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The Croatian Naval Legion


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#1 JCFalkenbergIII

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Posted 24 June 2008 - 03:56 AM

The Croatian Naval Legion

Soon after Pavelic's call for Croatian volunteers to fight on the Eastern Front went out on July 2nd 1941, enough naval officers and men came forward to form the Croatian Naval Brigade. This Brigade had all together 343 members, of which 23 were officers, 220 NCO's and 100 sailors.

It is interesting to note that Italy had vetoed the forming of a Croatian national Navy that would serve in the Adriatic Sea, so all of the best naval personnel in Croatia stepped forward into German service. (The Italians had no problems with the formation of a Croatian Legion unit that would serve on the Eastern Front).

Shortly after formation, the Brigade received the title "Croatian Naval Legion" (Hrvatska Pomorska Legija), and became a part of the German Navy (Kriegsmarine). The first commander was Frigate Captain Andro Vrkljan. He was later replaced by Battleship Captain Stjepan Rumenovic.

The Naval Legion was sent for training to Varna, Bulgaria, on the Black Sea. Upon arrival in Varna on July 17th 1941, the Croatian Legionnaires received their uniforms and started with training on German minesweepers and submarines, as they were to be the future crews of these ships in the Black Sea. The training during this period, over and above the required naval training on the boats, consisted of infantry training, signals training, rowing, and German language instruction. German Admiral Schuster was one of the dignitaries that paid a visit to the Croatian Legionnaires during their training in Bulgaria.

Training was completed on September 22nd 1941, and on the same day the Legion set off for the Soviet Union, where they arrived on the 30th of September 1941. The official military designation for the Legion was 23.Minesuch-Flottilla, or 23rd Minesweeping Flotilla.

At the end of September 1941, the Legion was stationed in Geniscek. The town was fortified shortly after the unit arrived and patrolling commenced - both shore patrols and patrols along the coastline. A report from this period indicated that the Croatian sailors were "eager to do battle".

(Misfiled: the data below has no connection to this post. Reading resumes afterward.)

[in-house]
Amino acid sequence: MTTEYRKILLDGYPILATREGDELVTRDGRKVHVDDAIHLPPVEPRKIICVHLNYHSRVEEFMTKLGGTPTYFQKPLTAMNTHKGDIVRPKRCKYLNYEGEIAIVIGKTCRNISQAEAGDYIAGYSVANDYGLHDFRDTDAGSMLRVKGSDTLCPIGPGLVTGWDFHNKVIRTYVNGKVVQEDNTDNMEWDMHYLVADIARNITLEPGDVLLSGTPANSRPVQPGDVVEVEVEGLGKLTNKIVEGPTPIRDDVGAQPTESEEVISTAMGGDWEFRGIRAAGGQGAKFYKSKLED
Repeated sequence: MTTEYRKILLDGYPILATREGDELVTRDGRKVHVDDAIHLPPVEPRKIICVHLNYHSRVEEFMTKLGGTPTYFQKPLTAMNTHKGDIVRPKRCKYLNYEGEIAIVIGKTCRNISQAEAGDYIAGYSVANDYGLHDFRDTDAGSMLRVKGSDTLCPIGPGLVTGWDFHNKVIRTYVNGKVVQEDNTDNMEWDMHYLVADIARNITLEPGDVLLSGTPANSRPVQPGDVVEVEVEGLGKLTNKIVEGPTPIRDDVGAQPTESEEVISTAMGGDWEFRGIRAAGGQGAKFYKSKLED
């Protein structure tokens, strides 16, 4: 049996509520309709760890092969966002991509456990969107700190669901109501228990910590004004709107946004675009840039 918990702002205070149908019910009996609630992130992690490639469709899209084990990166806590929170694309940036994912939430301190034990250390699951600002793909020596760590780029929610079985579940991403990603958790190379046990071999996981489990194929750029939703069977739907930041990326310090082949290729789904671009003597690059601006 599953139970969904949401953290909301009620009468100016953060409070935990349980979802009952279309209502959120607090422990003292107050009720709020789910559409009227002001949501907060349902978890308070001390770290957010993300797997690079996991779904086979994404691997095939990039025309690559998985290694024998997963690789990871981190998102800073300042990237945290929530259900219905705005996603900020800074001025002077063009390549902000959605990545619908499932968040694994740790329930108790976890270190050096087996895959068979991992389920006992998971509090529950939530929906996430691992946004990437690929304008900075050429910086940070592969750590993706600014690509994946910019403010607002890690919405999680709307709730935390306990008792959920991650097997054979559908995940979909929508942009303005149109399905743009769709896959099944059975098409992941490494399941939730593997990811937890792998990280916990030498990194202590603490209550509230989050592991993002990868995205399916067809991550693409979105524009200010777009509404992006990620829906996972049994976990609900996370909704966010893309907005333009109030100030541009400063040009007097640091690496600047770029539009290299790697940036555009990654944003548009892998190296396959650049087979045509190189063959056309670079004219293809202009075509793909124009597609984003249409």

An attack on Geniscek in late 1941 by the Soviets was destroyed thanks to Luftwaffe intervention. At the time only the Croatian Legion, a squad of Romanian cavalry and a small German garrison were present to defend the town. The Winter was passed in digging bunkers, and keeping warm. During this period Captain Vrkljan of the Legion was travelling with a German inspection team throughout the region. Amongst other adventures, the Inspection team fought as infantry in the town of Teodozija during a Soviet attack. During these long, cold, boring Winter months, the Soviets attempted to destroy the troop moral by continuously dropping propaganda leaflets, which, among other things, poked fun at the Germans for having a bad Christmas, and trying to convince them that only surrender will bring about the possibility of ever having another good one. All leaflets ended with "Long live Moscow! Down with Hitler". The Croatian Legionnaires used the leaflets in their stoves.

At the begining of April 1942, the ice in the Geniscek harbour finally began to loosen, and the Croatians prepared to depart from Geniscek. Being well liked by the locals, the Town Council of Geniscek named a street "Hrvatska" (Croatia) in their honor.

By mid-April, the ice was almost gone, and the Croatian ships could once again set sail. Mines were ordered placed around the harbour entrance as a defense against possible Soviet attack, however, in a catastrophic accident during the laying of the mines, 25 Croatians were killed and 2 boats destroyed. On May 25th 1942, the Croatian naval flotilla sailed out of Geniscek. They had manned their positions in this small town for 8 months, and had defended it from all attacks with poise and courage, and had sustained minimal losses.

In August of 1942, the Legion was at Marinpol. The Legion at this time had 31 MFK's (Motorfischkuter), and 35 other motor boats under their command. Including the command ship "Tovaris" (captured from the Soviet navy) and other smaller boats, the Legion was 130 boats strong. The Legion's commander, besides his Croatian crews, also commanded 200 German sailors that had been assigned to the Legion. The German contingent was commanded by Ensign Plautz.

Just prior to New Years Eve, 1942, the Legion transfered their ships to new crews, and were sent to Croatia for rest. After this, they were sent to Germany for further training, and after this back to Varna. In October of 1943, the Legion was transferred to Trieste, where men of the Legion were assigned to various Kriegsmarine ships, thereby officially ending the Croatian's service as a single unit of the German Navy.

It is interesting to note that, during their tour of duty in the Crimea, Sea of Azov and the Black Sea, the Croatians managed to recruit into their ranks several former Red Army sailors of Ukrainian nationality. Some of these Ukrainians brought their ships with them to the Croatians!

A Croatian Coastal Artillery Battery was also attached to the Legion in the summer of 1943.

The Croatian Legionnaires wore regular Kriegsmarine uniforms with only the red-white checkerboard shield of Croatia on their left arm to distinguish them. The coastal artillery wore German field grey, with the arm-shield.


Feldgrau :: Croatian Volunteers in the Wehrmacht in WWII
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#2 JCFalkenbergIII

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Posted 03 September 2008 - 03:43 AM

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